Guest's blog

What Does The Cabinet Re-Shuffle Mean for Energy and Climate?

This article by Christine Ottery has been cross-posted from Energydesk.

Sajid Javid, the newly appointed secretary of state for the department of Business Innovation and Skills, has accepted over £16,600-worth of conference expenses from a think tank that has received funding from Exxon Mobil and the Koch Brothers – according to an Energydesk analysis of the new government ministers involved in energy and climate decisions.

Amber Rudd and Andrea Leadsom, secretary of state and minister at DECC respectively, have also been involved in controversies over previous donations.

Meanwhile, the new head of the DCLG replacing the controversial Eric Pickles, Greg Clark had no registered donations and Lord Bourne of Aberystwyth, under-secretary at DECC, has been involved in some minor political skirmishes.

Inoculating Against Climate Science Denial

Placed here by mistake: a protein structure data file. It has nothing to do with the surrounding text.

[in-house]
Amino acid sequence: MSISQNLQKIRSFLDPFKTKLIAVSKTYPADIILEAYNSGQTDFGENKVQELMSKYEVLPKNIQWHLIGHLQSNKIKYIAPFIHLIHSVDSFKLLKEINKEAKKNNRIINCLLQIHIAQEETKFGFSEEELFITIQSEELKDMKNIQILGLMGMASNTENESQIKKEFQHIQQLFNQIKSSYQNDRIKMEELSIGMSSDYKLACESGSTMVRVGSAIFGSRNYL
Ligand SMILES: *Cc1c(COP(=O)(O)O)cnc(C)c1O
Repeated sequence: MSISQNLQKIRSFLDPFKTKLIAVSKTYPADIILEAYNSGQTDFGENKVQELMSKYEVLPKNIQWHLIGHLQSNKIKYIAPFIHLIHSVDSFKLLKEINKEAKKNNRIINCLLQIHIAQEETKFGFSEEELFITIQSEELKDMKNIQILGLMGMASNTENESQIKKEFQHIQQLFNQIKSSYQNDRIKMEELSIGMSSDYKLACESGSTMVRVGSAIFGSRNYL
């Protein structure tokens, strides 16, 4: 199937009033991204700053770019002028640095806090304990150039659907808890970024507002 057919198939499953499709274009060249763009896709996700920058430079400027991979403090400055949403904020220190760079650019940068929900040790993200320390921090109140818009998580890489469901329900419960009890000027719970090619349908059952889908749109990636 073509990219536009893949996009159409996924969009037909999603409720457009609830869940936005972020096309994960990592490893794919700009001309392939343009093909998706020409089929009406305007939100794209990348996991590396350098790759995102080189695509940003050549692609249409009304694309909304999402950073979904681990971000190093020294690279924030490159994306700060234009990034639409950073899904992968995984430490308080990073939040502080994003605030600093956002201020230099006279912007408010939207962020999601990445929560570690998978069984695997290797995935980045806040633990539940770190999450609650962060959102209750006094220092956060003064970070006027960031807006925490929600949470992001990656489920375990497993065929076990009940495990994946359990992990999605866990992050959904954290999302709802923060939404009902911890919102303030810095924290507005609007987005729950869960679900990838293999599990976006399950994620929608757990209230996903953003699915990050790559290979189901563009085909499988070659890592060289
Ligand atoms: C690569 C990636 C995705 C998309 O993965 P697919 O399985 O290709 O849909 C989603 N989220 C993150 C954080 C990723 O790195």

This is a guest post by John Cook, The University of Queensland.

Science denial has real, societal consequences. Denial of the link between HIV and AIDS led to more than 330,000 premature deaths in South Africa. Denial of the link between smoking and cancer has caused millions of premature deaths. Thanks to vaccination denial, preventable diseases are making a comeback.

Denial is not something we can ignore or, well, deny. So what does scientific research say is the most effective response? Common wisdom says that communicating more science should be the solution. But a growing body of evidence indicates that this approach can actually backfire, reinforcing people’s prior beliefs.

Mary Robinson, UN Envoy: Climate Agenda Makes 2015 the ‘Most Important Year Since 1945’

Mary Robinson, the United Nations envoy on climate change, warns that the transition away from fossil fuels must happen immediately to achieve climate justice.